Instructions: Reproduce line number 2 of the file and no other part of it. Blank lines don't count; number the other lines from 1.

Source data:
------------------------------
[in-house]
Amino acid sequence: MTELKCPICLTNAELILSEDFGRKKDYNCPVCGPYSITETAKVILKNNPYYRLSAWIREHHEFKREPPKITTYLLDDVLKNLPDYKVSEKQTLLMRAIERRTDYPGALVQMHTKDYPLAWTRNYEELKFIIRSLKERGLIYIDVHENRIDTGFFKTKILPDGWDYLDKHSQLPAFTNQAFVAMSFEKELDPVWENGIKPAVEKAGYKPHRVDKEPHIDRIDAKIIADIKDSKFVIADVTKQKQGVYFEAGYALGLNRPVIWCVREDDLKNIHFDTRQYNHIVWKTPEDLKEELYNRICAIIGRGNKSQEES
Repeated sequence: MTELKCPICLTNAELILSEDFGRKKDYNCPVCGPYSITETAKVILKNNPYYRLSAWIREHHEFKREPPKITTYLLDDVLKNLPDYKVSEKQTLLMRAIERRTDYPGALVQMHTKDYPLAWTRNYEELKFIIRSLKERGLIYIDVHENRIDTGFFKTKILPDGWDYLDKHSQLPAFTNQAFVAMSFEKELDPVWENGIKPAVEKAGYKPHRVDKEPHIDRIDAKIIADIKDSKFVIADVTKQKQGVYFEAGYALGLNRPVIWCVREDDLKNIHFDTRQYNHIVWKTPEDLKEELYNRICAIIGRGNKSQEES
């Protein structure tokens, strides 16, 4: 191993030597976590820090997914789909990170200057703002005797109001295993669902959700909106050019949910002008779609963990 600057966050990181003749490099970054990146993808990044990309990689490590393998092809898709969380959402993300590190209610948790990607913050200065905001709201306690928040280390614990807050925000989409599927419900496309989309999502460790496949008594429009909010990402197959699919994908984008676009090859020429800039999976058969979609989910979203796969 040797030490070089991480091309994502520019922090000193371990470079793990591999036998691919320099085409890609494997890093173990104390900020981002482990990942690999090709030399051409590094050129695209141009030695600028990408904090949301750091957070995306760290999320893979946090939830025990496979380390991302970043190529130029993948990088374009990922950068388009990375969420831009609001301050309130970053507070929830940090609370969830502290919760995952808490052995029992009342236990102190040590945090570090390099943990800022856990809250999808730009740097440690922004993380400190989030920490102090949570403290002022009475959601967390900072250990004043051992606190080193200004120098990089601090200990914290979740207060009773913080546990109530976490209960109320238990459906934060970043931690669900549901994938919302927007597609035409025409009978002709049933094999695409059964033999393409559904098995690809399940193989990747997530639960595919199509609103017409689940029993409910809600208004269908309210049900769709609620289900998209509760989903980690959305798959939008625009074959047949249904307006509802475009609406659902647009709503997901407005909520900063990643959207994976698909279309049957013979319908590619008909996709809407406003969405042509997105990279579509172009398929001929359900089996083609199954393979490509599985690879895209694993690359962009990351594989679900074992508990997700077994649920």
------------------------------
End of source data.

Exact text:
Amino acid sequence: MTELKCPICLTNAELILSEDFGRKKDYNCPVCGPYSITETAKVILKNNPYYRLSAWIREHHEFKREPPKITTYLLDDVLKNLPDYKVSEKQTLLMRAIERRTDYPGALVQMHTKDYPLAWTRNYEELKFIIRSLKERGLIYIDVHENRIDTGFFKTKILPDGWDYLDKHSQLPAFTNQAFVAMSFEKELDPVWENGIKPAVEKAGYKPHRVDKEPHIDRIDAKIIADIKDSKFVIADVTKQKQGVYFEAGYALGLNRPVIWCVREDDLKNIHFDTRQYNHIVWKTPEDLKEELYNRICAIIGRGNKSQEES